Morgan County gets an ‘F’ in social distancing

Staff Written Featured, News

By Tia Lynn Ivey

managing editor 

Morgan County received an “F” rating from Unacast, a group of data scientists and doctors measuring efforts of social distancing to slow the spread of coronavirus. According to Unacast’s national scorecard, which utilizes an A through F grading system, Morgan County earned a failing grade, with surrounding counties also earning low marks and Georgia as a whole receiving a “D+” grade. 

The conclusions are based on reviewing cell phone data from each state and each county across America.  

“Unacast determined a person’s average time spent at home, changes in average distance traveled and other factors, they say relates to social distancing,” explains Unacast’s website. “Unacast gave Georgia a C in social distancing, reporting a 20-30 percent decrease in average distance traveled. According to the World Health Organization and the CDC, social distancing is currently the most effective way to slow the spread of COVID-19. We created this interactive Scoreboard, updated daily, to empower organizations to measure and understand the efficacy of social distancing initiatives at the local level.”

Unacast’s breakdown gives Morgan County an F in ‘Reduction in Average Mobility,” which is based on distance traveled, reporting less than a 25 percent reduction. Unacast also gives Morgan County a failing grade in the reduction of “Non-Essential Visits,” reporting less than a 55 percent reduction. Unacast gave Morgan County a “D” grade in the area of “Encounters Density Compared to National Baseline,” reporting a 40-74 percent decrease.

Surrounding counties did not fare much better, with Walton County earning an F, Newton County earning a D-, Putnam and Rockdale counties earning a D, Jasper earning a D+. Greene, Oconee, and Monroe counties were rated better, each earning a C- in social distancing. These grades reflect the most current update on Tuesday, April 14. 

Unacast explains how they arrived at their grading determinations.  

“To account for natural dispersion, our third metric is change in the number of potential human encounters,” explains a rep from Unacast.  “Since our data can’t tell if two humans actually met, we’re defining ‘potential encounters’ as the probability that two devices that were in the same place at the same time.”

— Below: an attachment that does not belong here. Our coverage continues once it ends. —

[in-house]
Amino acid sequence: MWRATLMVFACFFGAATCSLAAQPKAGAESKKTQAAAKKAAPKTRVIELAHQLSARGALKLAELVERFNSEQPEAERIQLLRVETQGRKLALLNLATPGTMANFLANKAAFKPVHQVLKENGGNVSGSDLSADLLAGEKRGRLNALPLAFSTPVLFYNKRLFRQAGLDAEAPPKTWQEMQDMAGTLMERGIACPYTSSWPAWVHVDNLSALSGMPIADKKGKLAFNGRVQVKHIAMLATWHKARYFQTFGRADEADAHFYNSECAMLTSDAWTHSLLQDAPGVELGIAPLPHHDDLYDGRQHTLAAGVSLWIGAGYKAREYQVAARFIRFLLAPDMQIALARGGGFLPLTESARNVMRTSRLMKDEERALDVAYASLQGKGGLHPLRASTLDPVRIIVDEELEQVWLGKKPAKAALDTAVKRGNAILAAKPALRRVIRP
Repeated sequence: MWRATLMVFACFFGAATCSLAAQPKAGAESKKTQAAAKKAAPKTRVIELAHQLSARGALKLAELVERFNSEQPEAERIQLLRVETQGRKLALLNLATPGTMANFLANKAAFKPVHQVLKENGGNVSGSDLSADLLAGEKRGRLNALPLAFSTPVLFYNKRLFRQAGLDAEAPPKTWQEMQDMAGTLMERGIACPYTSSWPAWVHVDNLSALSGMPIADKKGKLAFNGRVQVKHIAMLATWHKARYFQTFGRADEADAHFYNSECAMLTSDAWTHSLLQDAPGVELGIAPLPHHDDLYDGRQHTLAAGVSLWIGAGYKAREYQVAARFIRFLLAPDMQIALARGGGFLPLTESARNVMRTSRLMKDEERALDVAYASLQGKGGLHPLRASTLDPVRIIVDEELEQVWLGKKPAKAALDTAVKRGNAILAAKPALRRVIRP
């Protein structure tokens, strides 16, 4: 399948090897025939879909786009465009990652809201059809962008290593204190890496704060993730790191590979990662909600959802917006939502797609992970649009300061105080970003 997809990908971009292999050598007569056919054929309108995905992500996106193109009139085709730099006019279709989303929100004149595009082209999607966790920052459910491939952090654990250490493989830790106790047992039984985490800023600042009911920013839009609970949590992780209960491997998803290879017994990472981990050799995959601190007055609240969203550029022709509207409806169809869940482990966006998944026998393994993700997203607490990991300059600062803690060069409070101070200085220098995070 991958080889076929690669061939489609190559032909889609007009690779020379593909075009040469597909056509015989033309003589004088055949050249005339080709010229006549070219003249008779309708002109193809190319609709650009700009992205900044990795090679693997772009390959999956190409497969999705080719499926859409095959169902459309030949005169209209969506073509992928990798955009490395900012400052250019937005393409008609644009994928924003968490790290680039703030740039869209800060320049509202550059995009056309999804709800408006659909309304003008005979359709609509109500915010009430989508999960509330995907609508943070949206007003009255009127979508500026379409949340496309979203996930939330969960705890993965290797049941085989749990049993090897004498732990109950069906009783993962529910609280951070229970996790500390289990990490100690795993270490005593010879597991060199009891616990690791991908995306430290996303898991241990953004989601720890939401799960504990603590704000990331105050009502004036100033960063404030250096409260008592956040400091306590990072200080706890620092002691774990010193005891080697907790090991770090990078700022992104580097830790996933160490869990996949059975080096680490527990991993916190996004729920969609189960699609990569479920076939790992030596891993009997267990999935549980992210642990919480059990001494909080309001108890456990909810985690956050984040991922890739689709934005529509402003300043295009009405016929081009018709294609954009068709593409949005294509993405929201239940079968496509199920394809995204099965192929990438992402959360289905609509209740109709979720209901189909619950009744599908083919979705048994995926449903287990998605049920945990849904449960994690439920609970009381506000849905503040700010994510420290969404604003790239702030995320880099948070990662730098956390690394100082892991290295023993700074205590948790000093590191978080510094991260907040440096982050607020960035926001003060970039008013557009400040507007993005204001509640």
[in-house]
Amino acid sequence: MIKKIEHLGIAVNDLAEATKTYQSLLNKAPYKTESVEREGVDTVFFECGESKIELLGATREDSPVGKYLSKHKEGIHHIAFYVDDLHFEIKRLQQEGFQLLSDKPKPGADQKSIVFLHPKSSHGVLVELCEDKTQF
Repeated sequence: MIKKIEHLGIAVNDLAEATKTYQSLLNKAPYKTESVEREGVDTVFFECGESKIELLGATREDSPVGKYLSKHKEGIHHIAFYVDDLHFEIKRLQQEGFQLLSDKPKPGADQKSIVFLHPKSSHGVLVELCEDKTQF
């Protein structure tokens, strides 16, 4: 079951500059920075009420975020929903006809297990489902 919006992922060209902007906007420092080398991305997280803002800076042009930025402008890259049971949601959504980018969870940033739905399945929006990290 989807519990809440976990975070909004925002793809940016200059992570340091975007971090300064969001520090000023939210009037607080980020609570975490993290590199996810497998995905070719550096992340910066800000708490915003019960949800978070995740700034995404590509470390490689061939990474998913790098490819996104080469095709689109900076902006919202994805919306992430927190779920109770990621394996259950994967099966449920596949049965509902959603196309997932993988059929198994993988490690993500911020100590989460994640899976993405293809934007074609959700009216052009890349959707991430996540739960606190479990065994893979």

Unacast distinguishes between non-essential and essential outings. “Our current standard is: ‘essential’ comprises grocery, pharmacy, and pet supplies; and ‘non-essential’ comprises all other non-grocery retail goods and services. We recognize that the differentiation between essential and non-essential is not hard-and-fast, nor is it the same in all places, and will update this standard as we learn more,” explained a statement from Unacast. 

However, local leaders believe most citizens and businesses are complying with social distancing policies. 

Morgan County Sheriff Robert Markley reported his county officers have had to break up a few large gatherings, but overall, are experiencing compliance. 

“We have had some large gatherings we have had to address,” said Markley who noted an incident outside of a Rutledge restaurant. 

“The parking lot was full of customers waiting on takeout orders. We had to go break that up and separate people,” said Markley. Markley noted that some churches are continuing to meet in the county, but churches cannot be barred from gathering. Markley noted Union Springs Baptist Church is still holding in person services. 

“But they are social distancing inside and have a nurse out front taking temperatures,” said Markley. 

Overall, from what we are seeing, there are a lot less people on the road than we normally see,” said Markley. “I think the vast majority of people are social distancing and complying. There are some individuals and groups that may be pushing it a little bit, but I think overall, as a general rule, people are complying. 

Madison Police Chief Bill Ashburn noted local law enforcement agents are patrolling parks, city streets and neighborhoods where people tend to gather and haven’t encountered much resistance. 

“Honestly, we are monitoring things like our city parks and city streets where people have a tendency to gather, and we are not having a tremendous amount of complaints or non-compliance,” said Ashburn, who noted all non-essential downtown businesses have complied with shutdown orders and essential stores, such as Walmart and Ingles, are making efforts to facilitate social distancing among employees and customers. 

“People are still getting out of the house, no doubt about it, but most are complying,” said Ashburn. 

Unacast is regularly updating its National Scorecard, recently reducing the lag time from four day down to 12-36 hours, “without sacrificing quality, integrity, accuracy, or privacy.”

Unacast’s aim is  to provide useful information for communities, hoping local leaders will utilize the data to help bring people in compliance with social distancing and mitigation efforts. 

“In response to learning more about behavioral responses to the virus’ spread, and having incorporated additional metrics for increased accuracy, we’ve evolved our A-F scale to continue to provide community leaders with valuable, actionable insights,” said a Uncast rep. The organization encourages local leaders and other to visit the website for more details: www.unacast.com/blog.

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